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Review: Heavenly Sword

Posted Mar-31 2008 by ron, created under common review policies
For Playstation 3. Mandatory harddrive installation: 2304MB (takes around 3 minutes 40)


Every PS3 owner recognizes Nariko. She is perhaps the most iconic character introduced in the current generation so far, and this is no accident. Everything about Heavenly Sword's presentation, from design and narrative to animation, voice acting and character performance was to set new standards, with significant expertise brought over from the film industry. The results are indeed astonishing, but it begs the question, if so much attention was paid to the look and sound, can it also be a great videogame?

Nariko's face in the chapter selection menu

The chapter selection menu. This is actually already a fully animated real-time version of Nariko. Right when you start it up, the game immediately hits you over the head with its wonderful character art and pristine image quality, but of course visuals aren't, and shouldn't be, everything.

Heavenly Sword is a third-person combat game roughly comparable to God Of War, but of course with its own style and its own gameplay quirks. Most of the time, you control Nariko, the female lead, and take down the waves of enemies that try to stop your progress along the linear path through the game, using a wide range of melee moves and the occasional thrown object. The setting is roughly low-tech Tibetan mountain-cloisterish, so you'll see mostly swords, clubs, bows and spears wielded by her enemies.

Nariko and a cannon versus a whole army

The highest-tech object in the game is this cannon, which Nariko wields on two occasions, outside of her usual melee combat routine.

Nariko herself is more a sword kind of person, and by stringing two basic kinds of attacks – light and heavy, just like in God Of War – together into certain sequences, she can perform a wide range of combos with different properties, such as strength, range, recovery time and area of effect. Some combos can also break through the defense of blocking enemies.
Nariko can also block herself, and here we touch upon the first unique twist of Heavenly Sword's combat system: blocking is automatic. If you're not currently attacking, or recovering, all incoming melee attacks will be blocked. But not all melee attacks are equal, and now it's time for twist #2: using L1 and R1, Nariko can switch stances at any time (mid-combo even), which allows her to perform either slower, but more devastating attacks, or attacks that are weaker than in her default stance, but hit wider and further to compensate. Some enemies do the same, and perform attacks, either exclusively or mixed in sporadically, that require you to be in the "power" stance to block them, but of course then you won't be able to block normal attacks.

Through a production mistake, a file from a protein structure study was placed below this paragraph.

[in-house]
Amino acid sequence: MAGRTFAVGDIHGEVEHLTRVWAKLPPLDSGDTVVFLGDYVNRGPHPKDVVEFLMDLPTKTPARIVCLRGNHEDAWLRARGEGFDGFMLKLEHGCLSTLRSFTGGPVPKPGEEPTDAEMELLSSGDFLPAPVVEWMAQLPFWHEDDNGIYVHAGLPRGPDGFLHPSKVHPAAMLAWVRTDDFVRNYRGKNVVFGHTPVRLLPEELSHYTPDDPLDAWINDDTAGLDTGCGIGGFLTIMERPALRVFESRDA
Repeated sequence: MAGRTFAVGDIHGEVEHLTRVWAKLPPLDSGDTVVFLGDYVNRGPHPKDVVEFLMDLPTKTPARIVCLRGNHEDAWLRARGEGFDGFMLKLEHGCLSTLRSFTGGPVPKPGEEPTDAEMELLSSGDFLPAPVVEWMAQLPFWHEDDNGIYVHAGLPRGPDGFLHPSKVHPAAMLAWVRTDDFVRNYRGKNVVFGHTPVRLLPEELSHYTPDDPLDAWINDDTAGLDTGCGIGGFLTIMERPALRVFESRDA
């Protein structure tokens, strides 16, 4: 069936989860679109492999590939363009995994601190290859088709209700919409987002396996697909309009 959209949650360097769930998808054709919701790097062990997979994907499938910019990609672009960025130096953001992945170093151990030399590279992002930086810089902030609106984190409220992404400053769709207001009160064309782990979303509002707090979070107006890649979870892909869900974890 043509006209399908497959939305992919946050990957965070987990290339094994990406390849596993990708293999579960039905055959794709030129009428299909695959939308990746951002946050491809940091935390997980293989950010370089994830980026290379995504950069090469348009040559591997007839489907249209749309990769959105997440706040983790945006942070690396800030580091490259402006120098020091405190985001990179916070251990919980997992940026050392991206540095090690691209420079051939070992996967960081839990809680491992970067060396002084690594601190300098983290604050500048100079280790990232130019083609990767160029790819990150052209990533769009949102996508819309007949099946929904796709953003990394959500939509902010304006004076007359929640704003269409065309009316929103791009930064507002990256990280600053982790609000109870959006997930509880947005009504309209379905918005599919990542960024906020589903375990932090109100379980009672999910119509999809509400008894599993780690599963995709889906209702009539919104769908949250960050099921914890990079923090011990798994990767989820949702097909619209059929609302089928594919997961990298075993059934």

An attacking enemy surrounded by an orange aura

The orange aura around the enemy indicates that he's getting ready to perform a heavy attack that can only be blocked in power stance. For lighter attacks, that can be blocked in the default ("speed") stance, the aura would have been blue.

Each stance has its own set of combos and specialities. Power stance combos have a somewhat higher chance to be block-breaking, and even do damage through blocks, and the ranged stance enables Nariko to whirl around debris, dropped weapons and even bodies and fling them at her enemies. It can also be used to lift up an enemy to initiate an exclusive aerial pummeling session, undisturbed by other bystanding enemies.

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